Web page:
What is pyometra in dogs and its symptoms?
Pyometra in dogs is a life-threatening secondary bacterial infection of the uterus with symptoms that are quite serious and detrimental. It occurs due to hormonal changes in the female dog reproductive tract. Pyometra is a disease of middle to old age non-spayed female dogs. After the heat in dogs, the hormone progesterone remains high for up to eight weeks. Which causes thickening of the uterus internal layer in preparation of pregnancy.
What causes pyometra in dogs?
After many unsuccessful pregnancies after heat, the internal layer of the uterus becomes very thickened. This thickened uterus secretes fluids which can provide a suitable environment for the growth of bacteria. Bacteria from the uterus can spread to the blood and can cause toxic shock and fever.
The use of estrogen can also cause pyometra in intact female dogs. Estrogen is mainly used to prevent pregnancy in dogs, but it can cause pyometra at the same time.
How do bacteria enter the uterus?
Bacteria can enter the thickened uterus from the vagina through the cervix. The cervix remains closed except during heat, this is the time when bacteria can enter the uterus easily..
Due to the thickened layer of the uterus, the pet’s reproductive organ is not able to expel the bacteria. During heat, white blood cells (WBC) do not enter the uterus to provide any protection against bacteria. The bacteria settled in the uterus and multiple there. Toxins produced by bacteria causes severe illness in the pet.
What are the types of pyometra in dogs?
Pyometra is of two types.
- Open pyometra
- Closed pyometra
In open pyometra, the cervix is open and the pus can drain from the uterus to outside. You can notice pussy foul-smelling discharge from the vagina. You may also notice this discharge on the dog’s bedding material and skin.
In closed pyometra, the cervix is closed. No discharge through the vagina. The pus is not able to pass from the uterus to the outside. Infection from the uterus can spread to the blood and can cause serious consequences. A closed type of pyometra is more dangerous than the open one.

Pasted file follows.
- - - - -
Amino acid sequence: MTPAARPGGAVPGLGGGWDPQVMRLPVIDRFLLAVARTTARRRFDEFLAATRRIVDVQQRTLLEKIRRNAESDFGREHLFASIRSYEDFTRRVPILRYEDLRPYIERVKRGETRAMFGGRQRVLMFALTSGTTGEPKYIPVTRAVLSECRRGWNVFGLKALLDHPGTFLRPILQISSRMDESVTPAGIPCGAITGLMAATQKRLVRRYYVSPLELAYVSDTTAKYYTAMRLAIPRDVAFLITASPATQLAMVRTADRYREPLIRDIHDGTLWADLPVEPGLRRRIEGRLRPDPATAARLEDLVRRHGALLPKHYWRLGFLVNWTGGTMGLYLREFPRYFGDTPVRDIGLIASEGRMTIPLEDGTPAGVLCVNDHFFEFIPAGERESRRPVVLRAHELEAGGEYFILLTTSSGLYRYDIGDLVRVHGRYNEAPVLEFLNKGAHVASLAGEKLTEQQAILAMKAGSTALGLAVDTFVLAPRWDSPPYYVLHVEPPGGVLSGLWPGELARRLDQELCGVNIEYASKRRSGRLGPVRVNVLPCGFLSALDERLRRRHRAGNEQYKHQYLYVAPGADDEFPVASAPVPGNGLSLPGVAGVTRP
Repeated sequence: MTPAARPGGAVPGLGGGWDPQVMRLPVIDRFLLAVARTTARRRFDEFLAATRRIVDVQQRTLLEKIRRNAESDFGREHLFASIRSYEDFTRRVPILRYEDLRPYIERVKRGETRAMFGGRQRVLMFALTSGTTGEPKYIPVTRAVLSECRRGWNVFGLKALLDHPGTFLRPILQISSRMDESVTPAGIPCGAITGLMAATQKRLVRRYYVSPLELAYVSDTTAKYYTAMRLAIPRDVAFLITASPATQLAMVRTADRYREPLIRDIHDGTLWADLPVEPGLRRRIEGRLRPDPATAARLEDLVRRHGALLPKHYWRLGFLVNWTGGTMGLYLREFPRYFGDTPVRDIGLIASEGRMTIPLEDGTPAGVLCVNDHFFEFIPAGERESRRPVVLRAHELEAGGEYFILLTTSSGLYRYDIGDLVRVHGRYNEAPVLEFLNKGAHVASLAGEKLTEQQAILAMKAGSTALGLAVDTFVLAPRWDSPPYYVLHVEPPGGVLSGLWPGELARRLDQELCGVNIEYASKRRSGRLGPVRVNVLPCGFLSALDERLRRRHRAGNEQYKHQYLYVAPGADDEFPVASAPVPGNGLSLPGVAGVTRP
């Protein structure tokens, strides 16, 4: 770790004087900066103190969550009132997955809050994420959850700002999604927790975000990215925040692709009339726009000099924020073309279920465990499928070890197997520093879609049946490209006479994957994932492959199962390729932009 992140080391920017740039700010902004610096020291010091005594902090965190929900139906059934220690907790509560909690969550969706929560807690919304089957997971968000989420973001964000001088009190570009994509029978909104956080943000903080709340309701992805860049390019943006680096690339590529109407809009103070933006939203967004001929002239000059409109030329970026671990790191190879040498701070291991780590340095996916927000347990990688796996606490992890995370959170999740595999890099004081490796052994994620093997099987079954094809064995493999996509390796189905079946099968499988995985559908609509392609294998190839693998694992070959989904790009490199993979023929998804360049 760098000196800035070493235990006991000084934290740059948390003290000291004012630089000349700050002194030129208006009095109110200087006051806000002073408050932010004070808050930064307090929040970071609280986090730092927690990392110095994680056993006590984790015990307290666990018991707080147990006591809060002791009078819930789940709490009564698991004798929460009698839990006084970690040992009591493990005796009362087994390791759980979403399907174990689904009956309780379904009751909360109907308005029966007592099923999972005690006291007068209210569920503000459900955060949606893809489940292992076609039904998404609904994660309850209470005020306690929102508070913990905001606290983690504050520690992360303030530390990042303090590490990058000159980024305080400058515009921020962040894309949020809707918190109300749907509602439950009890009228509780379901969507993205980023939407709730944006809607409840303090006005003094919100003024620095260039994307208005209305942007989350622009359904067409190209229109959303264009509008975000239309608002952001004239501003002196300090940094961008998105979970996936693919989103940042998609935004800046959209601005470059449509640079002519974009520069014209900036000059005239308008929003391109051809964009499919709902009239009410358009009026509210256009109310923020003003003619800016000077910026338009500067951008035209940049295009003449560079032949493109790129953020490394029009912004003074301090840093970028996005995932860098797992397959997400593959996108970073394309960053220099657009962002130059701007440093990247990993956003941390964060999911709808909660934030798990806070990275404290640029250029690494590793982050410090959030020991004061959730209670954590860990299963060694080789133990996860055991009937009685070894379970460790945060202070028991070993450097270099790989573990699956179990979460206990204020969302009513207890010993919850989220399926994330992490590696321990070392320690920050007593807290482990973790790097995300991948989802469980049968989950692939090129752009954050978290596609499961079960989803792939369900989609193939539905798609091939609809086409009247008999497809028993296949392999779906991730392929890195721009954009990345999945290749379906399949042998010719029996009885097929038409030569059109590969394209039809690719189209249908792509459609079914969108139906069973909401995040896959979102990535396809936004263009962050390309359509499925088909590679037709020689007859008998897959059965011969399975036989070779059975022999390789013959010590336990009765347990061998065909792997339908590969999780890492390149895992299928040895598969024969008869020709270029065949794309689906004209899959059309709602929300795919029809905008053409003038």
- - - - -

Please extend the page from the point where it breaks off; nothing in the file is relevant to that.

What are the symptoms of pyometra in dogs?
- Lack of appetite
- More urination
- More water intake
- Abdominal distension
- Vaginal discharge, in open pyometra
How is pyometra diagnosed?
Diagnosis of pyometra in dogs is made on some common steps:
- A thorough history regarding heat cycle, reproduction status, etc.
- A thorough physical examination to check any vaginal discharge
- Blood tests will show a very high white blood cell count (WBC).
- High level of globulins in the blood due to severe infection.
- Urine specific gravity may be low due to bacterial toxin
- X-rays play a very important role in the diagnosis of pyometra. Pus filled uterus is very noticeable on the x-rays.
- Abdominal ultrasound is helpful in doubtful cases, and to differentiate from pregnancy.
How to treat pyometra in dogs?
The best treatment option for pyometra is the surgical removal of the infected uterus along with ovaries. If the pet is severely ill. Then The priority is to stabilize the pet with intravenous fluid and antibiotic injections. The recovery rate is very good with successful surgery. It will prevent future heat cycles and a recurrence of pyometra. oral antibiotics are given after surgery.
In an open type of pyometra, if the pet has high breeding value then, non-surgical options are also available. But the success rate on non-surgical options is low as compared to surgery. And they are dangerous too. The recurrence rate is high.
Prostaglandin hormones are used to increase the uterine contraction which helps in expelling the bacteria and pus. But these hormones have many side effects like restlessness, salivation, panting, abdominal pain, and vomiting.
How to prevent pyometra in dogs and symptoms?
Pyometra is easily preventable with simple spay surgery in the early stage of life.
Can pyometra in dogs be treated with antibiotics (Cephalexin)?
Antibiotics can suppress the infection for some time, but the chance of full recovery is very less. Cephalexin is the most commonly used antibiotics.
How common is Pyometra in unspayed dogs?
One in four non-spayed dogs gets pyometra if they are not bred.
Will my dog survive Pyometra?
Chances of survival are good with timely surgery.
What is pyometra surgery cost and risk factor?
Surgery cost can range from $1500 to $4000 depending on risks involved during surgery.
How do you prevent pyometra from unspayed dogs?
If you are keeping your dog for breeding purposes, then take puppies from her on each heat cycle. Do not miss any heat cycle. If you do not need puppies, spay is the best option.
Conclusion: pyometra in dogs is an emergency. It should be addressed immediately. You can prevent pyometra with simple timely spay surgery.
Some other important articles:
This information is NOT intended as a substitute for veterinary consultation for any of your pet’s diseases. Always consult your veterinarian for a diagnosis and treatment plan.
- Blackwell’s Five-Minute Veterinary Consult: Canine and Feline by Larry P. Tilley, Francis W. K. Smith
- Saunders Manual of Small Animal Practice by Robert G. Sherding and Stephen J. Birchard
- Emergency Procedures for the Small Animal Veterinarian by Signe J. Plunkett
- Merck Veterinary Manual by Susan Aiello
- 100 Top Consultations in Small Animal General Practice by Peter Hill, Sheena Warman, Geoff Shawcross
- Plumb’s Veterinary Drug Handbook by Donald C. Plumb
- Veterinary Emergency and Critical Care Manual, 3rd Edition by Karol A. Mathews